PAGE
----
Yet, 56 from Lakas and 42 from Kampi led 118 others from the Rainbow Coalition and the Opposition to oust him. But the irony of ungratefulness of cuddled snakes is not new.
De Venecia’s troubles started with the exposé by his son, businessman Jose “Joey” de Venecia III, of the multi-billion peso scandal in the NBN project contracted by the Chinese firm ZTE Corporation. Implicated in the scandal was the First Gentleman Jose Miguel “Mike” Arroyo. The President was forced to cancel the contract.
De Venecia was faulted for not preventing his son from exposing the alleged scandal and, after that, from repeatedly testifying in the Senate hearings. It is an old traditional Filipino concept that parents are responsible for the conduct of their children regardless of age. The offense done by the children is considered an offense by the parents.
In the case of the NBN scandal, Joey implicated the First Gentleman. This offended the Arroyo Family and the father, Speaker Joe, did not only get the blame but was expected to make amends – stop Joey from further taking part in the Senate hearings, or else …. Speaker Joe could not rein his son Joey, already in his 40s and a business executive in his own rights.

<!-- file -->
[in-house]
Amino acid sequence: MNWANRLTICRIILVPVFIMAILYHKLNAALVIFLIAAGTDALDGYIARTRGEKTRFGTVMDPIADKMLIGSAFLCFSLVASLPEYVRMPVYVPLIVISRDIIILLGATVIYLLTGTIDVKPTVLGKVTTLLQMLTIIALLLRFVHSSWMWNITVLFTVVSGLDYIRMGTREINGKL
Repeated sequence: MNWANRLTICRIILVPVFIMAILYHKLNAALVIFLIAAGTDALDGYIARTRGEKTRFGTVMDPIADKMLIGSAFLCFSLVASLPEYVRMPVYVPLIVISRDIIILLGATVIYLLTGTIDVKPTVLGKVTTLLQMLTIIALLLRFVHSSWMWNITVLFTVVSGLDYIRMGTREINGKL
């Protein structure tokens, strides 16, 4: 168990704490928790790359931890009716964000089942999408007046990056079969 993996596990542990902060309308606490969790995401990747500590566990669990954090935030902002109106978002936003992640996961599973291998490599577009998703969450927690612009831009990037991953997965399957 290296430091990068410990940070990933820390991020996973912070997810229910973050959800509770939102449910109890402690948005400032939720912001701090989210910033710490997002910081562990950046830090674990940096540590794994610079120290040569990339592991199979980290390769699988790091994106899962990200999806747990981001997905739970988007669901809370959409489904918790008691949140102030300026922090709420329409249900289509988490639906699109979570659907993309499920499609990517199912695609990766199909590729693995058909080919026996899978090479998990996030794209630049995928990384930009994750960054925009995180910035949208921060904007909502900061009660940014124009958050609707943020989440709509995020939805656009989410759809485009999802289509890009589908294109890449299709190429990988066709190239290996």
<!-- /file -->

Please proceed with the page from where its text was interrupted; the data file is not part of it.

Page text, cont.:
So, if Speaker Joe could not rein his son, President Gloria would not stop his two sons Mikey and Dato – both members of the House – from spearheading, together with Kampi leaders, the ouster of Speaker Joe. Thus ran the historic pathetic fall of Speaker Joe. Family politics of tit-for- tat or vengeance is also as old as Noah in the Philippines.
De Venecia knew he had fallen from grace. Yet, he sought guarantee from President Arroyo that he would keep the speakership. And he appeared happy and assured by a false assurance, a statement from the President that she wanted the House leadership to remain in status quo. But Kampi and the Arroyo sons were rallying the members of the House to the ouster move.